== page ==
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CSPA - will my brother age out ?

Miami, FL |

I know it would be only speculation but I would like to know your opinion about my little brother's application. Do you THINK its likely he will be eligible for CSPA?

I-130 priority date is 12/24/2012 *f2a*
DOB - 09/24/1993
California Service Center

Visa Bulletin is currently processing applications with priority date 10/2010.

is it better that USCIS takes about one year to approve his petition? It looks like he would be eligible for CSPA if yes. What do you guys think?

thanks

Attorney Answers 3

Posted

It depends on the status of the petitioner and whether he is a derivitive or primary beneficiary.

Immediate-relative children who were unmarried and under 21 at the time their U.S. citizen parent filed a Form I-130, Petition for Alien Relative, on their behalf are allowed to preserve their immediate relative status upon turning 21. Thus, they will never age out and are still eligible for the immigration benefit for which they applied. Under the prior law, they would have automatically moved into the first-preference category upon turning 21.

Children who were married and under 21 at the time their U.S. citizen parent filed an I-130 on their behalf and who subsequently divorced before turning 21 convert to the immediate-relative category. The CSPA preserves their immediate-relative status when they turn 21.

Children who were unmarried and under 21 at the time their legal permanent resident (LPRs) parent filed an I-130 on their behalf, and whose parent subsequently naturalized before the child turned 21, convert to the immediate-relative category. The CSPA preserves their immediate relative status when they turn 21.

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Asker

Posted

Hey Thanks for your answer . His mother is a LPR and likely will not become a USC . Do you think he would be eligible for CSPA? Thanks

Posted

From the USCIS Q&A:

"A “child” is defined as an individual who is unmarried and under the age of 21. Before CSPA took effect on August 6, 2002, a beneficiary who turned 21 at any time prior to receiving permanent residence could not be considered a child for immigration purposes. This situation is described as “aging out.” Congress recognized that many beneficiaries were aging out because of large backlogs and long processing times for visa petitions. CSPA is designed to protect a beneficiary’s immigration classification as a child when he or she ages out due to excessive processing times. CSPA can protect “child” status for family-based immigrants, employment-based immigrants, and some humanitarian program immigrants (refugees, asylees, VAWA)."

Click on the link below for more information.

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3 comments

Asker

Posted

Hey I know what CSPA is. I am trying to find out if my brother ( child of LPR) would be eligible for it! Thanks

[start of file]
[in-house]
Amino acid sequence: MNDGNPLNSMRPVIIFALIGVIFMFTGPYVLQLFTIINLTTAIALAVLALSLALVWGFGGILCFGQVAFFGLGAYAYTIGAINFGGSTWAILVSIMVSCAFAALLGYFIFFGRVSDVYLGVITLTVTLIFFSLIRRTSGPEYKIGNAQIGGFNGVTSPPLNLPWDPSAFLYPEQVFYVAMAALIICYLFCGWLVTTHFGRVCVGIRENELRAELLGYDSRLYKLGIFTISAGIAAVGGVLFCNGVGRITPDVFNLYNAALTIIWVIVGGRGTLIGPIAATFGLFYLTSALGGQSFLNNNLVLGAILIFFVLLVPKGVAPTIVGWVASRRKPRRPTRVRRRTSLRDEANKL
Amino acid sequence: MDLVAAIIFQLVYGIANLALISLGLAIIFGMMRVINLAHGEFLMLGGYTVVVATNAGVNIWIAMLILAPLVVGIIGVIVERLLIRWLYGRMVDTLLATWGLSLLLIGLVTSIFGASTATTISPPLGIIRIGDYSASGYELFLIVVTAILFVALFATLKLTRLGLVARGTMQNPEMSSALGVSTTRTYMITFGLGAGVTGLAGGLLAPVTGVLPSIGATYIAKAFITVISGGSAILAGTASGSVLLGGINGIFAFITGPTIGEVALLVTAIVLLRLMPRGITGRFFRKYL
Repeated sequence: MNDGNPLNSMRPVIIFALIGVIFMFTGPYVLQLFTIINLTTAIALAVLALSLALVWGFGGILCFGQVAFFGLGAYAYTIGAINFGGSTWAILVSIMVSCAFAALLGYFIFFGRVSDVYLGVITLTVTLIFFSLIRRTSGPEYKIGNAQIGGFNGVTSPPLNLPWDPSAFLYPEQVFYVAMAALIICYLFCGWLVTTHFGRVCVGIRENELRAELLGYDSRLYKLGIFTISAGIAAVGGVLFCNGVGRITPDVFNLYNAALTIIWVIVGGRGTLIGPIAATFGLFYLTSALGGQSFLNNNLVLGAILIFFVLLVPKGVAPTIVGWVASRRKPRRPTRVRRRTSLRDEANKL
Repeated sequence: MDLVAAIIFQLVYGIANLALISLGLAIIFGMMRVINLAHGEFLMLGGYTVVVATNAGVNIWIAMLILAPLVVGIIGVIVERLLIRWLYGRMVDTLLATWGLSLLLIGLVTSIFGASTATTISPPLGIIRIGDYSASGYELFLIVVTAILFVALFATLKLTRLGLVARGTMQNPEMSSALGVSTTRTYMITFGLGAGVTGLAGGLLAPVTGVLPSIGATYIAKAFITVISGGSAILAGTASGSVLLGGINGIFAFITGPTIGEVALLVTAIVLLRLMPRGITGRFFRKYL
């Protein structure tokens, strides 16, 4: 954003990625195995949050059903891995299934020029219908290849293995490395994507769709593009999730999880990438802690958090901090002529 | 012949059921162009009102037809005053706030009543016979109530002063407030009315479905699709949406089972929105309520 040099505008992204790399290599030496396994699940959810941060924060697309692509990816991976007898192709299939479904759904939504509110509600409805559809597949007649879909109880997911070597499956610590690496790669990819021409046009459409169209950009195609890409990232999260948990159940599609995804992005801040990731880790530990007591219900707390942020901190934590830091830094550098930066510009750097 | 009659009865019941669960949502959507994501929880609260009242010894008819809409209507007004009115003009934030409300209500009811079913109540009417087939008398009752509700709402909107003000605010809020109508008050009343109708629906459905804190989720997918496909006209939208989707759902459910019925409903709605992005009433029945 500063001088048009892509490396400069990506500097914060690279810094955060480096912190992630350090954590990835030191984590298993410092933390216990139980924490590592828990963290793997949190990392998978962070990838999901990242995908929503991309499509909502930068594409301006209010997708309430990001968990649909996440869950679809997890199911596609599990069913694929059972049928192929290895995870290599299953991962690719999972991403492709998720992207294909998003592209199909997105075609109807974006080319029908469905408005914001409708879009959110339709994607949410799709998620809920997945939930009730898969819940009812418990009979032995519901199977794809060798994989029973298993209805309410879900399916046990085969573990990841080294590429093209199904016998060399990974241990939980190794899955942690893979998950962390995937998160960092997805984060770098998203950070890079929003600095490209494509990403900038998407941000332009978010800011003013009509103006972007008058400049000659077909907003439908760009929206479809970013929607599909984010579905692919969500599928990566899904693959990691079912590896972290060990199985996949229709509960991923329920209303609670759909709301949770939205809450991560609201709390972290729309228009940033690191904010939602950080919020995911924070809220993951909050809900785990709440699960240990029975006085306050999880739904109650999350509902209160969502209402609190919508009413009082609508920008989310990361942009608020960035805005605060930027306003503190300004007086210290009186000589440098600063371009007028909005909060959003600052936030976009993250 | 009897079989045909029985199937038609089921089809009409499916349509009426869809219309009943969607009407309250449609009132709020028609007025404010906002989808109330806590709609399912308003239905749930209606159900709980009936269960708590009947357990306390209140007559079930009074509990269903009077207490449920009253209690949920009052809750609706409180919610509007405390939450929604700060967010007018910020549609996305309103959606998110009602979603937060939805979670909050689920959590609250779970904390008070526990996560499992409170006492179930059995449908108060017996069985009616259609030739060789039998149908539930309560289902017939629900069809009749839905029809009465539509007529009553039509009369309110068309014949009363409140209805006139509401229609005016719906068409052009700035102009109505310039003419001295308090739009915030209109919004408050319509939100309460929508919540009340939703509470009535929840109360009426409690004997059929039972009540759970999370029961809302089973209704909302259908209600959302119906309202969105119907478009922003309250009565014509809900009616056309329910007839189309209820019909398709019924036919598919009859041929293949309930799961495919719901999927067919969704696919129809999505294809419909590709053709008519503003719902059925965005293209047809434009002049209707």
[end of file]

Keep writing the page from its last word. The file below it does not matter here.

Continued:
Matthew L. Kolken

Matthew L. Kolken

Posted

Here are the eligibility criteria: Eligibility Criteria Must be the beneficiary of a pending or approved visa petition on or after August 6, 2002. The beneficiary must not have had a final decision on an application for adjustment of status or an immigrant visa before August 6, 2002. The child must “seek to acquire” permanent residence within 1 year of a visa becoming available. USCIS interprets “seek to acquire” as having a Form I-824, Application for Action on an Approved Application or Petition, filed on the child’s behalf or the filing of a Form I-485, Application to Register Permanent Residence or Adjust Status, or submit Form DS-230, Application for Immigrant Visa and Alien Registration from the Department of State. The date of visa availability means the first day of the first month a visa in the appropriate category was listed as available in the Department of State’s visa bulletin or the date the visa petition was approved, whichever is later. Note: Individuals may be eligible to apply for permanent residence under CSPA after 1 year of a visa becoming available if all of the following are true: They are a beneficiary of a visa petition that was approved prior to August 6, 2002 They had not received a final decision on an application for permanent residence based or immigrant visa on that visa petition prior to August 6, 2002 The visa became available on or after August 7, 2001 They met all of the other eligibility requirements for CSPA (see above)

Asker

Posted

never mind . Thanks for your time though .

Posted

I agree with Ms. Mulder. I wrote an article on this subject that may be helpful to you.

www.gassonlaw.com - Disclaimer: This a general answer to your legal question. Unless you have a signed engagement letter with me, you should not consider this information to be legal advice.

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